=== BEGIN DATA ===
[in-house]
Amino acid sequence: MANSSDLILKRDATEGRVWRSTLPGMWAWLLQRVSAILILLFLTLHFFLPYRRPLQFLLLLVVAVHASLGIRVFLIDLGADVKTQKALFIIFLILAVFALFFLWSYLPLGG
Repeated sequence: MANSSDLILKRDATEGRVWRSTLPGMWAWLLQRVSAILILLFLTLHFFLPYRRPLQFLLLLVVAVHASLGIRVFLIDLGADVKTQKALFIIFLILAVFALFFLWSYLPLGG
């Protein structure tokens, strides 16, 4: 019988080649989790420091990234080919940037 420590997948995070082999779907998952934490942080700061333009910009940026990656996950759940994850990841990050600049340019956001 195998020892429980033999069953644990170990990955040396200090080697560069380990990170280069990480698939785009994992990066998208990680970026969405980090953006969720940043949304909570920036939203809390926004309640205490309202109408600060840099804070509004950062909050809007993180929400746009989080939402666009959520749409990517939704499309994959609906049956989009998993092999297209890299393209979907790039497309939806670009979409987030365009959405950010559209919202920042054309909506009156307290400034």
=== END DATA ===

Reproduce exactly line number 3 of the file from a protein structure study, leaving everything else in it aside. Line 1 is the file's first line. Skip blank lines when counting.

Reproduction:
Repeated sequence: MANSSDLILKRDATEGRVWRSTLPGMWAWLLQRVSAILILLFLTLHFFLPYRRPLQFLLLLVVAVHASLGIRVFLIDLGADVKTQKALFIIFLILAVFALFFLWSYLPLGG